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I'm trying to run this command to do some cleanups.

egrep -v -f ref_file.css my_file.css

However, it is giving me an error.

egrep: Unmatched ( or \ (

How can I go around that? I'm on mac terminal.

Thanks,
Tee

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2  
egrep -f tries to us the immediately following file as a set of grep patterns (one per line, if memory serves). It sounds like your ref_file.css contains at least one line that doesn't form a valid grep pattern (specifically, one with mismatched parens). Since you haven't shown us the content of the file, it's hard to guess what it does contain though. Based on the name, it sounds like it contains CSS, not grep patterns at all. –  Jerry Coffin Jan 17 '13 at 19:41
    
If you're just trying to find the differences between the two files, you might want to consider using diff instead (though there are many alternatives to diff as well). –  Jerry Coffin Jan 17 '13 at 19:50
    
Thanks guys. Yes I'm trying to compare 2 css files. I'll look into diff options. Regular diff is returning some crazy result. –  teepusink Jan 17 '13 at 20:04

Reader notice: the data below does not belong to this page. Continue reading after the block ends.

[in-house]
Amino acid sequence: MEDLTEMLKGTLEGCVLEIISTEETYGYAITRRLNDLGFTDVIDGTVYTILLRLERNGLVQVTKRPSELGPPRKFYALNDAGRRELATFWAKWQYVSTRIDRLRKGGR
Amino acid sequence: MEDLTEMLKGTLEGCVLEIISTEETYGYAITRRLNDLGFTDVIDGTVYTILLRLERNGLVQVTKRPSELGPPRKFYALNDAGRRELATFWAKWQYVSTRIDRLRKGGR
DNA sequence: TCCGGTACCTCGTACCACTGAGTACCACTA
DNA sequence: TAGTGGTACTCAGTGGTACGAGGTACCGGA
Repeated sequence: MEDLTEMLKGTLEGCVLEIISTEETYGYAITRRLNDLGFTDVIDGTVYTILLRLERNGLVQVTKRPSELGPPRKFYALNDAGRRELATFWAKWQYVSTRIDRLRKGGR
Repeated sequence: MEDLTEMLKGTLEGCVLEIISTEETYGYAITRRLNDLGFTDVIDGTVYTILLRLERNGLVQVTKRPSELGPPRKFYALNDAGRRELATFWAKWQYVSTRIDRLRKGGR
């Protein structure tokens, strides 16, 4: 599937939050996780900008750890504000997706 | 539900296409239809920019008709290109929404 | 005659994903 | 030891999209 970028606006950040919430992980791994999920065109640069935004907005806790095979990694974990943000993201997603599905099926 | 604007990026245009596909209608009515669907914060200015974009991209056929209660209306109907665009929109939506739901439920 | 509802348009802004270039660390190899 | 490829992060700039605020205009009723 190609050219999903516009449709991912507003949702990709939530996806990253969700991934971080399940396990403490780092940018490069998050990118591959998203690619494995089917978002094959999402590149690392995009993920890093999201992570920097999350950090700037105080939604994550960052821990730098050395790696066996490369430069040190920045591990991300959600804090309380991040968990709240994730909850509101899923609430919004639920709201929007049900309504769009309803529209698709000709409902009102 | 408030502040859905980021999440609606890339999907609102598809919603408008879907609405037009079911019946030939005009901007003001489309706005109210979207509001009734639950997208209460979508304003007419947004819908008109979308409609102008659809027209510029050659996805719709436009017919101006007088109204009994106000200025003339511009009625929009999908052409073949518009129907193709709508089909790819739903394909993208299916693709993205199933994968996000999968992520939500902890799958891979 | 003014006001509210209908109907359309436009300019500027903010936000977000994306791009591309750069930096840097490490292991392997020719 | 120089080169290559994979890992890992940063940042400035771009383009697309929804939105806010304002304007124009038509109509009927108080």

1 Answer 1

I know I'm a bit late, but maybe this can help other users looking for the same...

If you just want to check the differences between two files, then you can use diff, as mentioned in the comments. However, if the files are somewhat similar, and you are looking for a way to check the differences visually, then you can use sdiff file1 file2 to get a diff-ish output but showing the files side by side.

In the output, | between the two files means that the line is somewhat shared between the two files, but with differences in the text or format.

< and > means that the line to the left or to the right exists in the left or the right file, and not in the other, as you may have expected.

You may then grep the output from sdiff for ' | ', ' < ', and ' > ', and analize that in case you need to do further processing on the files...

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